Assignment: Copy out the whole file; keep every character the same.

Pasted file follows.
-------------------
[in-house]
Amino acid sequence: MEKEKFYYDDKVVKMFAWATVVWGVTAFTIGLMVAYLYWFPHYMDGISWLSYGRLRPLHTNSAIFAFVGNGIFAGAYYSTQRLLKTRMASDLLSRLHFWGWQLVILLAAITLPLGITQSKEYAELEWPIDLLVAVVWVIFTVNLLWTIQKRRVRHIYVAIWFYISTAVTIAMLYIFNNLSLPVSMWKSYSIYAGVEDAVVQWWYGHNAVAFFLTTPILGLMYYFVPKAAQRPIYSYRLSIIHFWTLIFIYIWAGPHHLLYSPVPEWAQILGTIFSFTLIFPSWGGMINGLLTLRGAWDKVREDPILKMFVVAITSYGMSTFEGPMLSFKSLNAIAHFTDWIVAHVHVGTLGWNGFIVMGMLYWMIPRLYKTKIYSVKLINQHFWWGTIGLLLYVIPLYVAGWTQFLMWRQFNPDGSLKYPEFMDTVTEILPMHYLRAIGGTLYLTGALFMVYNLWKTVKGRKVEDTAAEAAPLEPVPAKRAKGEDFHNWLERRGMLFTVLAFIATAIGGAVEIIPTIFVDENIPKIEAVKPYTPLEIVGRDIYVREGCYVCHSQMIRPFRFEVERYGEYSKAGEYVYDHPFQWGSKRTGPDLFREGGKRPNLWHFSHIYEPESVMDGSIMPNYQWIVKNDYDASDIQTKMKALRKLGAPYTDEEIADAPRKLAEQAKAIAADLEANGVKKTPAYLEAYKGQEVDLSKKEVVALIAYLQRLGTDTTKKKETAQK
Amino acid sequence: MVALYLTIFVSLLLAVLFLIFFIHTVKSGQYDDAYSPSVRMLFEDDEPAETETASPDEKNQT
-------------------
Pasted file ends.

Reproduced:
[in-house]
Amino acid sequence: MEKEKFYYDDKVVKMFAWATVVWGVTAFTIGLMVAYLYWFPHYMDGISWLSYGRLRPLHTNSAIFAFVGNGIFAGAYYSTQRLLKTRMASDLLSRLHFWGWQLVILLAAITLPLGITQSKEYAELEWPIDLLVAVVWVIFTVNLLWTIQKRRVRHIYVAIWFYISTAVTIAMLYIFNNLSLPVSMWKSYSIYAGVEDAVVQWWYGHNAVAFFLTTPILGLMYYFVPKAAQRPIYSYRLSIIHFWTLIFIYIWAGPHHLLYSPVPEWAQILGTIFSFTLIFPSWGGMINGLLTLRGAWDKVREDPILKMFVVAITSYGMSTFEGPMLSFKSLNAIAHFTDWIVAHVHVGTLGWNGFIVMGMLYWMIPRLYKTKIYSVKLINQHFWWGTIGLLLYVIPLYVAGWTQFLMWRQFNPDGSLKYPEFMDTVTEILPMHYLRAIGGTLYLTGALFMVYNLWKTVKGRKVEDTAAEAAPLEPVPAKRAKGEDFHNWLERRGMLFTVLAFIATAIGGAVEIIPTIFVDENIPKIEAVKPYTPLEIVGRDIYVREGCYVCHSQMIRPFRFEVERYGEYSKAGEYVYDHPFQWGSKRTGPDLFREGGKRPNLWHFSHIYEPESVMDGSIMPNYQWIVKNDYDASDIQTKMKALRKLGAPYTDEEIADAPRKLAEQAKAIAADLEANGVKKTPAYLEAYKGQEVDLSKKEVVALIAYLQRLGTDTTKKKETAQK
Amino acid sequence: MVALYLTIFVSLLLAVLFLIFFIHTVKSGQYDDAYSPSVRMLFEDDEPAETETASPDEKNQT